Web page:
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For second try, Germantown puts the cap on


GERMANTOWN–In a meeting May 23 that lasted more than three hours, the Board of Education hammered out a new budget to put before the voters on June 19. This new budget proposes a 1.75% property tax levy limit for the district. The previous budget, which called for a 5.2% levy increase, was rejected by voters earlier this month 514 to 415.

On anonymous, voluntary forms filled out by 434 voters as they left the school poll last month, 143 said they objected to the tax increase and 79 said they couldn’t afford it.

Superintendent Patrick Gabriel then brought in the new proposal, which uses $1,009,005 of the funds the district holds in reserve to keep the tax levy increase at 1.75%. The new proposal is below the state-mandated 2% increase cap, so it requires a simple majority for approval. The previous, rejected budget would have used $668,308 in reserve funds.

If voters fail to approve the new budget proposal June 19, the district will be required to impose a so-called austerity budget, which limits most spending to current levels.

Some board members were ready to approve Mr. Gabriel’s proposal early in the evening, but others wanted to review the staff cuts that remained. In the end, the board restored an elementary school teacher, a general science teacher, a part-time nurse and a physical education position.

The following staff reductions remain under the new proposal: English, social studies, math and family and consumer sciences positions are reduced to .8 full-time equivalents (FTE), based on enrollment numbers; and music is reduced to .5 FTE, with the district no longer providing the current level of individual and small-group lessons. Art was reduced to .7 FTE. While there was some discussion about reducing art to .5 FTE, the decision was to provide for two 7th-grade art classes or an art elective, rather than one large class.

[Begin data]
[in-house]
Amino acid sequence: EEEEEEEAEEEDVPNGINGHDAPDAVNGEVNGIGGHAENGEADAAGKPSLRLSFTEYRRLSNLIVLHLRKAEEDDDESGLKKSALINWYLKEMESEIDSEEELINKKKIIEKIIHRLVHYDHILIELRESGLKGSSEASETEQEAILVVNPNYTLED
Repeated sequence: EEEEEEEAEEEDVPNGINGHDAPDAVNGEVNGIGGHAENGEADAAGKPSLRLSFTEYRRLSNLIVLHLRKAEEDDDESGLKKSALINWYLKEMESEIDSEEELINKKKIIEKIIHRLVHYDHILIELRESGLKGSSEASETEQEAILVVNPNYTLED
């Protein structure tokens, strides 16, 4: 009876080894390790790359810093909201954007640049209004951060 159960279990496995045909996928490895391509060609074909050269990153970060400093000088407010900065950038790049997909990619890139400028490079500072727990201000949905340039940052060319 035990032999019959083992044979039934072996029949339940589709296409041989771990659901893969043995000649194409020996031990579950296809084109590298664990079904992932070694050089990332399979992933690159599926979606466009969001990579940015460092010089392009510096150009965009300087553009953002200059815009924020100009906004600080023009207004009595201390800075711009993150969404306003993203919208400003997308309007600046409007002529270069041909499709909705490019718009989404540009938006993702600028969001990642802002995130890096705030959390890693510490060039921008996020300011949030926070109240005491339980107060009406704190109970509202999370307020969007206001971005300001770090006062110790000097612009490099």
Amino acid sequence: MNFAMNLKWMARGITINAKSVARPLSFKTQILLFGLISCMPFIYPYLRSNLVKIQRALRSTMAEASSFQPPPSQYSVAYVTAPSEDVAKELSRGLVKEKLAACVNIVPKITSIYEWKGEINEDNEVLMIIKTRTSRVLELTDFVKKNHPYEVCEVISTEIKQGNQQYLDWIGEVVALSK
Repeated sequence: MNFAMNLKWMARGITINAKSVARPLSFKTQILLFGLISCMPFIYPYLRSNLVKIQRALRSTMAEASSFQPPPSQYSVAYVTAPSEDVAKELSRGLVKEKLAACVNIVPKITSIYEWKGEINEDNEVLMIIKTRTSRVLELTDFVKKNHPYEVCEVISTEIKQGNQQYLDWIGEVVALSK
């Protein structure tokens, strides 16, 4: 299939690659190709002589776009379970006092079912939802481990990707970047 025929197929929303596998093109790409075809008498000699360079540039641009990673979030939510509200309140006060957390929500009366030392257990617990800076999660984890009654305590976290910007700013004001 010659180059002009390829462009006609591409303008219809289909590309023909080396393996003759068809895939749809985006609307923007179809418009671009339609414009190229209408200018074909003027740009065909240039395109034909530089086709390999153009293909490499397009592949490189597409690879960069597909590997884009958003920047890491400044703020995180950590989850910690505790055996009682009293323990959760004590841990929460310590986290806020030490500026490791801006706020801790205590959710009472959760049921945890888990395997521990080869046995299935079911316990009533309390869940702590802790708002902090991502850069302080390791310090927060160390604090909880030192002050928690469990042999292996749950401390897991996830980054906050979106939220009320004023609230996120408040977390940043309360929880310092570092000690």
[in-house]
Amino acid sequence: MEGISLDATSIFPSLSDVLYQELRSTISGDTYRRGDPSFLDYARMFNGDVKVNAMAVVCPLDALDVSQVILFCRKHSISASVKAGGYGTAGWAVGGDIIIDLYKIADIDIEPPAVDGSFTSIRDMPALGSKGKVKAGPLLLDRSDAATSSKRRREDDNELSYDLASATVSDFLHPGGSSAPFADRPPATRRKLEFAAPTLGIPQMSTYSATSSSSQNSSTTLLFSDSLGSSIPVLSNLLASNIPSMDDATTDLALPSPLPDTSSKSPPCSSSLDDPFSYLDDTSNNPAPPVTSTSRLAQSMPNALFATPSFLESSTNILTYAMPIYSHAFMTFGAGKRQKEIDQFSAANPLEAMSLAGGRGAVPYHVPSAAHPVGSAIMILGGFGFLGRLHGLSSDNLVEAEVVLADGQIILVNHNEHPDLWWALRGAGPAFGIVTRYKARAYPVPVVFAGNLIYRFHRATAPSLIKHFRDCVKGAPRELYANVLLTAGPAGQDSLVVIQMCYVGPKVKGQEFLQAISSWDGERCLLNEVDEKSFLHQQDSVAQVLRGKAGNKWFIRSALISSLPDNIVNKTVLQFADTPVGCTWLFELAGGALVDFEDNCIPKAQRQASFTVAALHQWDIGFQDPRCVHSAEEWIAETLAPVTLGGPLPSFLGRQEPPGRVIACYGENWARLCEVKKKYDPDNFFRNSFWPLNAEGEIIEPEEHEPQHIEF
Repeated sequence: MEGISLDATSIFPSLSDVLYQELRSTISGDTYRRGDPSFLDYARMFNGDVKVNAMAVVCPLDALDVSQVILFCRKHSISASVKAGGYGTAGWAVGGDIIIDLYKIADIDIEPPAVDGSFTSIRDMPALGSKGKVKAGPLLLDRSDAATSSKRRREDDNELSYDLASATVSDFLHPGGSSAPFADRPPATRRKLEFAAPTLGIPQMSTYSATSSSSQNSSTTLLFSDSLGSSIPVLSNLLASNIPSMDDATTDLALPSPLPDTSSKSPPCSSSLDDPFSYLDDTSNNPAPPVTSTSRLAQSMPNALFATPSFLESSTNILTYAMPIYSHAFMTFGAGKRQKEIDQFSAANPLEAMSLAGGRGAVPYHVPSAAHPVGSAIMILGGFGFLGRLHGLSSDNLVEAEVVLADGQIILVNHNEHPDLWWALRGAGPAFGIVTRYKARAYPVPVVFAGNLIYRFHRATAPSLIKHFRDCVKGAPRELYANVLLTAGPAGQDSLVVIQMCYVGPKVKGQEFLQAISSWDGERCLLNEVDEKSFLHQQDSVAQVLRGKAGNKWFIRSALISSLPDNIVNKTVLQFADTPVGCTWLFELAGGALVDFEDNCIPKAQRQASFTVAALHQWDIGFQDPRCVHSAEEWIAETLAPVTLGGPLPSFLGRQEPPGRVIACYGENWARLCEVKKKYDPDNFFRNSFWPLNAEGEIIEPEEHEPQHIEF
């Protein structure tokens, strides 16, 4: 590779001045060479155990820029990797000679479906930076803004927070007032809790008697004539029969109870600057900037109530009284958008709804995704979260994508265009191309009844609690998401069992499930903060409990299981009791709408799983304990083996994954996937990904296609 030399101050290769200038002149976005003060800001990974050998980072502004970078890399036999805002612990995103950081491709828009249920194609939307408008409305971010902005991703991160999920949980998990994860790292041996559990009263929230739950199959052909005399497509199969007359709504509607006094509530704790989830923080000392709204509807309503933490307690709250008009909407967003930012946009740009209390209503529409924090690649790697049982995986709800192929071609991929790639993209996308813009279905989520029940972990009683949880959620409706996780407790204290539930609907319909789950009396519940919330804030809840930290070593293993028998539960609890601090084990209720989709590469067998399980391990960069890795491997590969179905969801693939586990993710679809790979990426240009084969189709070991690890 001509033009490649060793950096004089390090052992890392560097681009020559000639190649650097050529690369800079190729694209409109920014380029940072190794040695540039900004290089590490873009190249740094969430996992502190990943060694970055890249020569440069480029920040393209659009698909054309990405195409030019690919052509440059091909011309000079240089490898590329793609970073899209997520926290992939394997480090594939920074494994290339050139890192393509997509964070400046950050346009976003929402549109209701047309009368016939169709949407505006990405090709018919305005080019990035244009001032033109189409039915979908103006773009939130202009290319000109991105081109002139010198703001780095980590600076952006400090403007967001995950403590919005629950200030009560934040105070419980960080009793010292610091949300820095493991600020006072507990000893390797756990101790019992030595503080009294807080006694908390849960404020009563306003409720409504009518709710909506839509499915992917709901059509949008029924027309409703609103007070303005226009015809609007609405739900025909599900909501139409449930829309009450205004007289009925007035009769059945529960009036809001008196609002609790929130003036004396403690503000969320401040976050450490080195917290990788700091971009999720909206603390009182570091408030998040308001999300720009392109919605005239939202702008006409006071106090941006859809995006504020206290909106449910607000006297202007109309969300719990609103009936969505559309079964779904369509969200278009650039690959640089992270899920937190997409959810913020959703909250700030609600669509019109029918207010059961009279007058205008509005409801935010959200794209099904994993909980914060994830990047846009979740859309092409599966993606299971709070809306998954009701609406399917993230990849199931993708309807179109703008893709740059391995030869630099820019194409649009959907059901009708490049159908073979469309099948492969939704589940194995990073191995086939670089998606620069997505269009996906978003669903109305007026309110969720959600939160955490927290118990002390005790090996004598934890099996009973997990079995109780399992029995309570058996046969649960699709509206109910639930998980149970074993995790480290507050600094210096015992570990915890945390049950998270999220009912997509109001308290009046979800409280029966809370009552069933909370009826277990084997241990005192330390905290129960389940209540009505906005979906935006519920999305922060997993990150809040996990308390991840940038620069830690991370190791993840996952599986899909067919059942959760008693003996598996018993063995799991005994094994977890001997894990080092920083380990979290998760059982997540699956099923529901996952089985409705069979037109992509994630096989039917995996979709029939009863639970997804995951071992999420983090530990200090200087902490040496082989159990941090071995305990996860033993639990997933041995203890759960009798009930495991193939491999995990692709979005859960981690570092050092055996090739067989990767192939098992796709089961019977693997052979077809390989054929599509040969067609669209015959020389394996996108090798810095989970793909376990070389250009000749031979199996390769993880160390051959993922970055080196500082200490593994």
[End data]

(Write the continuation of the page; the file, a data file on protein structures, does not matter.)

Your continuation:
The board also included a proposed reduction in the services the district purchases from Questar III BOCES: the network engineer and the special education director are each reduced from four to three days, and the public information coordinator would no longer work for the district.

The resulting $13.7-million budget proposal is higher than the $13.6 million budget that failed, but remains lower than the current $13.9 budget. The total proposed reductions are $203,237, in contrast to the $263,933 reductions in the failed budget.

The board passed the new proposal in a 6-1 vote. Only Ralph DelPozzo, who won reelection to the board with 635 votes, held out. Asked why, he said, “I wanted all the positions put back into the budget, I wanted to get our programs up to snuff.”

This could be done, he said, by using more of the reserve fund. “We’ll have another million coming in [to the fund] in June,” he said. “We vote on a budget of about $13 million per year, but spend about $12 million,” he explained, crediting Superintendent Gabriel of “doing a good job. The board is too cautious, they want to plan four or five years down the road, even Gabriel agreed most of other schools plan one year at a time.”

In introducing the new proposal, Mr. Gabriel said he took three lessons from the budget defeat: “Persuading others to plan even just a few years ahead is complicated and difficult; given the choice of planning for hard times or getting through one year at a time, our tendency is to choose one year at a time”; and it was time to “go with the conventional wisdom,” a phrase that became a sort of mantra for that night’s board meeting.

Mr. Gabriel was out of town this week and could not be reached for further comment. Catherine Gomm, school business official, said that assuming the district uses $1million from the reserve fund for the 2012-13 school year, about $1.6 million would remain in the fund, and at that rate of use, the fund would last through the 2013-14 school year.

Mr. DelPozzo’s son teaches art in the Germantown School, and his wife works in the school library. Asked if these family connections affected his vote–he also voted against the earlier proposal–he said they did not. “I voted with the board for no increase in teacher salaries,” he said. “The board was unanimous in that. We have to do what’s good for the whole district, not just individuals.”

Noting that the board is at an “impasse” now in negotiations with the teachers, Mr. DelPozzo said he was hopeful that “when we have a budget, we’ll work something out.”


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